Razorbill (Alca Torda)



The French call it Petit pengouin. In fact the Razorbill looks like the smaller copy of a penguin. Other names attributed to the Razorbill are Razor-billed Auk or Lesser Auk. The Razorbill belongs to the Atlantic Auks which are also named "penguins of the northern hemisphere".


White breast, belly and legs, dark black back, wings, tail and head, and dark eyes on top of it.  The wings are short and narrow and it seems as if the bird would never make it into flight and up in the air. Trust me, they fly. White on the bill give the bird a distinctive appearane.





Geographical Variations


There are two subspecies existing and distributed over the entire distribution area:

  • Alca torda torda Linnaeus 1758 - distributed in the arctic, Baltic Sea, White Seas, Norway, Bear Island, Iceland, Greenland, eastern North America
  • Alca torda islandica C.L. Brehm 1831 - distributed in Ireland, Great Britain, northwest France - this species has smaller wings and is generally lighter than torda.




Description - Characteristics: Razorbill


Breeding – Clutch – Measurements – Habitat – Diet - Threats



Order: Charadriiformes

Family: Alcidae

Genus: Alca

Species: Razorbill


Scientific Name: Alca torda


Names and Synonyms of the Razorbill


Name in German: Tordalk

Name in Czech: Alka malá

Name in Slovak: Alka vrúbkozobá

Name in Hungarian: Alka

Name in Croat: Oštrokljuna njorka

Name in French: Petit Pingouin

Name in Spanish: Alca Común

Name in Portuguese: Torda-mergulheira

Name in Dutch: Alk

Name in Italian: Gazza marina

Name in Iceland: Álka

Name in Faroer: Álka, Nakkalanga

Name in Greenland: Apparluk

Name in North Sami: Hálkka

Name in Finnish: Ruokki

Name in Danish: Alk

Name in Swedish: Tordmule

Name in Polish: Alka

Name in Russian: Гагарка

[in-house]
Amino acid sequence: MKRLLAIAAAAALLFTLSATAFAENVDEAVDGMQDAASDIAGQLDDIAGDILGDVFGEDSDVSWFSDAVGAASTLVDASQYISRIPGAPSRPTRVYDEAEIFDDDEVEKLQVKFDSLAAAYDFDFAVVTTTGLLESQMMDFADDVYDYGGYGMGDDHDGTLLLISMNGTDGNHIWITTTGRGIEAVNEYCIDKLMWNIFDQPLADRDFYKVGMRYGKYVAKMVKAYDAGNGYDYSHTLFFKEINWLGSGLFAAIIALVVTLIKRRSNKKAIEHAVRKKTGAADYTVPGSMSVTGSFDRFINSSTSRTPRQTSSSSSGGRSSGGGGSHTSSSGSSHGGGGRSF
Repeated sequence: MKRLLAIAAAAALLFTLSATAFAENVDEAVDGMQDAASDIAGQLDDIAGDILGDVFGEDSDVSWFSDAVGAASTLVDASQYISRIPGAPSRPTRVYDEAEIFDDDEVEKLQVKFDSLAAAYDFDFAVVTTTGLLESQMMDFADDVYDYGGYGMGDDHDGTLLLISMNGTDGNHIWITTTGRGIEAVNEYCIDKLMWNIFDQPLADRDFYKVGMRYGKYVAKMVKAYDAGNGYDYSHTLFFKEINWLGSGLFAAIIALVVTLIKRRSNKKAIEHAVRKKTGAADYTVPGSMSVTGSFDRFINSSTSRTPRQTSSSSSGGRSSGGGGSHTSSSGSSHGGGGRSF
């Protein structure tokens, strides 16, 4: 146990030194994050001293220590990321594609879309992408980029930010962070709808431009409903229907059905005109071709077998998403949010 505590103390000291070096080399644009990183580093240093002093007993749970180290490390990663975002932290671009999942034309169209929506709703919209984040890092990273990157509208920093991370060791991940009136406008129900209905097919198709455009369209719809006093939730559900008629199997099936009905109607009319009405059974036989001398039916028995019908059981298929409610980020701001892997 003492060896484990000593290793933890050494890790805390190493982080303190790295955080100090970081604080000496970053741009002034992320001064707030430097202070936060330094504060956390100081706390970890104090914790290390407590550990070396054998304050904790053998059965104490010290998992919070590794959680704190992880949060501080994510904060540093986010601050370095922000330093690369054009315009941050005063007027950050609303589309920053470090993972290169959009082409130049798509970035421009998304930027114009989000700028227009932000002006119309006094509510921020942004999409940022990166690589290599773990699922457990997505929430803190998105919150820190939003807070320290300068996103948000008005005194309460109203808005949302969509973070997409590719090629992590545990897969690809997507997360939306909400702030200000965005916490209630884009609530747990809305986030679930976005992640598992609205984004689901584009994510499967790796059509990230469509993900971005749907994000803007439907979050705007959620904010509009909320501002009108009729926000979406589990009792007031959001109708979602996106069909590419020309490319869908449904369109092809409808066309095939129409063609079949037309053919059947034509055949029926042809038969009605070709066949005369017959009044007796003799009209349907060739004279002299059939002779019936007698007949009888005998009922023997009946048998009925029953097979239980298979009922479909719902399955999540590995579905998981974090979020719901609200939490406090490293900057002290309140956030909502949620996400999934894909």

Distribution – Movements – Habitat - Behaviour


Distribution: The penguins of the northern hemisphere; North Atlantic and shorelines ov Canada, New England, from West Greenland to northwest France, North Sea and Baltics; White Sea in the northeast; Bear Island.


Movements: Migratory, spent most of the time out on the Atlantic.


Wintering: shores of Great Britain and Ireland, south Sweden, south Norway, Baltic Sea, Denmark, Atlantic coast of France, Spain and Portugal and further south to Morocco; torda mainly winters in the breeding areas.


Habitat: Spents most of the year out on the ocean, on shores, offshore in winter, colonial on cliffs and rocky islands.


Behaviour: Activity during daytime and at twilight. Flies close to water surface. Dives ony a few metres deep. Mostly gregarious.



Field Characteristics: Big head, short neck, high and slender bill with perpendicular white line close to centre of bill. Relatively large pointed tail. Black plumage, back and wings and dark eyes, white chest, belly and undertail coverts, white feather tips at secondaries. White line from upper bill to eye.


Bill: black.

Tarsus: Black.


Iris: dark-brown.




Size: 37-39 cm

Weight: 524-890 g

372-645 g (islandica)

Wingspan: 63-68 cm

Wing: 20.1-21.6 cm

18.7-20.0 cm (islandica)


Voice: Deep aarh.


razorbill egg collection museum wiesbaden
Egg of the Razorbill - source: by Klaus Rassinger and Gerhard Cammerer, Museum Wiesbaden - own work, CC BY-SA 3.0, https://commons.wikimedia.org/w/index.php?curid=35759116


Clutch: 1 egg

Eggs: long-oval, base colour white to brown or greenish, with variety in stains.

Egg Measurements:

Length: 64.4-84.2 mm

Width: 41.0-52.0 mm

Ø: 75.3x48.0 mm (n=167)

Egg weight: 80.0-107.0 g (n=92)

shell weight: 6.5-12.7 g; Ø = 8.7 g (n=250)


Recurrent Clutch: mainly another egg is layed within the first 18 days after loss; even two clutches are possible.


Incubation: 28-43 days, Ø 36 days; both parents share the task of incubating.


Hatching: It takes 48-90 hours (Ø 72±16 hours) from first crack in the shell to the chicken fully free of the shell.


Fledging: Depends on geographical area: 14-22 days (Ø 17-18 days) in boreal zones, 19-22 days in subarctic zones. Both parents feed the juvenile. Juveniles jump off cliff ledges after 14-22 days, parents lead juveniles to the ocean where they swim for quite a while before finally fledging.


Dependency: After jumping off the cliffs juveniles are dependent on their parents for several weeks.





Food: pelagic fish, sprats, sandeels, gobiidae; herring in winter; also sticklebacks and crustaceans.


Longevity: Oldest known ringed bird of a Razorbill reached an age of 30 years and 1 months.


Mortality: Adults are subjected to a mortality rate of 8-10% per annum; the mortality rate for immatures is c. 62%.


Threats: Currently large losses of individuals through oil pollution, drowning in fishing nets and high levels of pollution. Hunting is no longer the main threat, if any then locally.